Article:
October 26, 2009

The Mausoleum of Mao

Mao Zedong was the first leader of the People's Republic of China and one of the most influential figures of modern times. He died in 1976 and construction of his mausoleum began soon after. I visited the final resting place of the Great Helmsman alongside thousands of Chinese peasants on a cold Beijing morning. The masses lined up outside his mausoleum, eager to pay respect to his waxlike remains. Visitors are asked to produce identification proof before they are allowed in to the viewing area. Many stopped to buy flowers before entering the tomb.

The queue moved surprisingly quickly and I did not have to wait long before coming face to face with the Chairman. Security guards ushered everyone through, allowing for only several seconds of Mao viewing time per comrade. No photographs are allowed inside the complex, so everyone bobbed from side to side trying to get as good a view as possible of the man who helped China become a major world power. As they exited, they had a chance to buy some Mao-morabilia before heading back to their homes across the nation.


"If you want to know the taste of a pear, you must change the pear by eating it yourself. If you want to know the theory and methods of revolution, you must take part in revolution. All genuine knowledge originates in direct experience."
- Mao Zedong -

October 22, 2009

Foreign Devils in the Flowery Kingdom

Many foreigners come to China to experience a different culture, travel the land, learn a new language, or to build a career. Some come to seduce innocent members of the local female populace. These women of virtue often deduce the ignoble nature of the scoundrel in question. Although lacking proper English skills, they are still able to scold the callous foreigner about their improper behaviour:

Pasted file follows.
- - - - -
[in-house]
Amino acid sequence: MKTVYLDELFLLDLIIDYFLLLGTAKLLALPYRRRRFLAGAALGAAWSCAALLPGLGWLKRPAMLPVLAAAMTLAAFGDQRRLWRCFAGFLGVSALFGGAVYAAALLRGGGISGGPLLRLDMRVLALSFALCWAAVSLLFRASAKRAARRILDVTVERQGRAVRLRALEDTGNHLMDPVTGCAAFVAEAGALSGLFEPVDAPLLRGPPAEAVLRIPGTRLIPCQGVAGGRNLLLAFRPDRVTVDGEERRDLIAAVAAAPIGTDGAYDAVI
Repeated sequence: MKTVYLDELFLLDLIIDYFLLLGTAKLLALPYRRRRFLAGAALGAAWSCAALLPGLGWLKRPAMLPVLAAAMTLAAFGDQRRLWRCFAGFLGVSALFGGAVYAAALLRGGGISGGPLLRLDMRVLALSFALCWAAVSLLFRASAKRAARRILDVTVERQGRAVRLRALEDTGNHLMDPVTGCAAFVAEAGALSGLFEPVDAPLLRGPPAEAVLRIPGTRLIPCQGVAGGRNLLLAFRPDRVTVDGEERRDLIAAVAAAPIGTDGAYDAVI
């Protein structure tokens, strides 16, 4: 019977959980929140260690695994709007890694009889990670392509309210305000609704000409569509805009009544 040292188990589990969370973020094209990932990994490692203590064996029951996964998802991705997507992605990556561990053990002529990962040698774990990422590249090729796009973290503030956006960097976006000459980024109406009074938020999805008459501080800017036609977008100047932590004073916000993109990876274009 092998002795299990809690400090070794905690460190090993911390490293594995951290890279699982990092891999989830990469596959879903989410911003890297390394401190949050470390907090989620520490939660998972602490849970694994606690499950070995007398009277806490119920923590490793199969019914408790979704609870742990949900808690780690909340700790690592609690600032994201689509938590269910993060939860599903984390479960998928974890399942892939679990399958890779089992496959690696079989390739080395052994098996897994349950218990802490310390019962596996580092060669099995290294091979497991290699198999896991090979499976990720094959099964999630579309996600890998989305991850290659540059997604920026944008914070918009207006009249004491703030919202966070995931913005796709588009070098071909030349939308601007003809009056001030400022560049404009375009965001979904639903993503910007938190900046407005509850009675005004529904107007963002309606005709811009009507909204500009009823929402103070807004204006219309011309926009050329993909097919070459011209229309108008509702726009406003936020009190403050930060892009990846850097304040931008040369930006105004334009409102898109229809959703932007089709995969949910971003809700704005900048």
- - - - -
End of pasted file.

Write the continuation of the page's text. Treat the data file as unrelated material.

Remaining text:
You are very serious vowed on Wednesday to meet us, but you not coming. I can understand you are very tired that day, but you dave not informed me the day.
First you do not respect me!
Second you do not care about me!
Third you are a person of bad faith!

October 21, 2009

Beijing Blazing

My first Monday in Beijing I came home from work. My landlord was there. I told him I had nothing to do for the rest of the day. He told me that it was the last day of the Lantern Festival, so I should visit a park to see what it was all about. I ventured outside, took several buses, and got thoroughly lost. Fireworks were exploding left, right, and centre throughout the city. It was the last day of the Spring Festival, so everyone had to use up their fireworks before the citywide ban was back in place. After watching the light show for a while, I looked around and saw what appeared to be a gigantic chimney with smoke coming out from the top. I had heard rumours of giant smokestacks that provided heating to all the homes in Beijing so I walked toward it.

Source: Gizmodo

When I got near, I realized that it was a skyscraper on fire. There were sparks at the top, and the flames were slowly making their way down the floors. I watched in awe as the fire slowly spread, before suddenly erupting into a massive inferno. As the flames engulfed the building, ash and small pieces of debris began to rain down. The sky turned black, the smoke blocking out the stars and the moon.

Source: BD Online

I backed away with the rest of the crowd that had gathered to gawk at the fiery sight. The fire reflected of the glossy exteriors of the surrounding office towers, giving the illusion that the whole area was ablaze. The eerie spectacle drew a crowd of thousands. The onlookers were intent on breaking the Guinness World Record for most camera phones used simultaneously in one place. Even passengers on buses driving by quickly flipped open their handsets to snap a few pictures of the destruction. My camera had ran out of batteries, so I remained an eyewitness before returning to the safety of my apartment. The inside of my ears were filled with soot and my forehead had turned black.


"Fire and people do in this agree, they both good servants,
both ill masters be."
- Fulke Greville